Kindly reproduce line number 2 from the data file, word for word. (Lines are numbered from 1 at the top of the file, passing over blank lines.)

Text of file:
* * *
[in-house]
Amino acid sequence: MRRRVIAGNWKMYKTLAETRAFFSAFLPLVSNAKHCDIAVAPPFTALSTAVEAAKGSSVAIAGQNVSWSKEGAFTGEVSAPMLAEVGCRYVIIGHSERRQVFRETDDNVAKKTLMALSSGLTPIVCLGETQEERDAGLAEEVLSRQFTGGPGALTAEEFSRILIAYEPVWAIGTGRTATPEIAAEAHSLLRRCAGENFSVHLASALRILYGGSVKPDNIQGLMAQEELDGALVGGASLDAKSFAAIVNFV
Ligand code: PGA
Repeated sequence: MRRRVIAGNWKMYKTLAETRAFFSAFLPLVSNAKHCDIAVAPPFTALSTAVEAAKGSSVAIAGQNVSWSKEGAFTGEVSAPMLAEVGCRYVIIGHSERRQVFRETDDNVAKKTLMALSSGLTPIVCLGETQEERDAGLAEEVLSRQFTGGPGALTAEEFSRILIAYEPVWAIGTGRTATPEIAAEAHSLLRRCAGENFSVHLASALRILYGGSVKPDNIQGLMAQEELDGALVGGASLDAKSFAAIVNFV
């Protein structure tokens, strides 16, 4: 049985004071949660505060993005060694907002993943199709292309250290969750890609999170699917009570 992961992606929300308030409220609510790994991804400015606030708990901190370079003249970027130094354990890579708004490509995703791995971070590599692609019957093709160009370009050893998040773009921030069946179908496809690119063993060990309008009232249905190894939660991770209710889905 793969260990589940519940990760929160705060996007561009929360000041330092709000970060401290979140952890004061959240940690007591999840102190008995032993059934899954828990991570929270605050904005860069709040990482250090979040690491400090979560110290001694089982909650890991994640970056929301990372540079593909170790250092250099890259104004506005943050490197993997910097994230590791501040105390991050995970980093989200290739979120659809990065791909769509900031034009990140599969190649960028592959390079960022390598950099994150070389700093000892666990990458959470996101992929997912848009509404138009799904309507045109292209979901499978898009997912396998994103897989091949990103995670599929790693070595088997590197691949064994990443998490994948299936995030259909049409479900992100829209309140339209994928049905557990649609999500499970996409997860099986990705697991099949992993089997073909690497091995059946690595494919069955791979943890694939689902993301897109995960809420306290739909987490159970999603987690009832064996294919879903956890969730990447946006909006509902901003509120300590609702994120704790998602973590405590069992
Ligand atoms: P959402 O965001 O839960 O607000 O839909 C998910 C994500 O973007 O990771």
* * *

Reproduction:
Amino acid sequence: MRRRVIAGNWKMYKTLAETRAFFSAFLPLVSNAKHCDIAVAPPFTALSTAVEAAKGSSVAIAGQNVSWSKEGAFTGEVSAPMLAEVGCRYVIIGHSERRQVFRETDDNVAKKTLMALSSGLTPIVCLGETQEERDAGLAEEVLSRQFTGGPGALTAEEFSRILIAYEPVWAIGTGRTATPEIAAEAHSLLRRCAGENFSVHLASALRILYGGSVKPDNIQGLMAQEELDGALVGGASLDAKSFAAIVNFV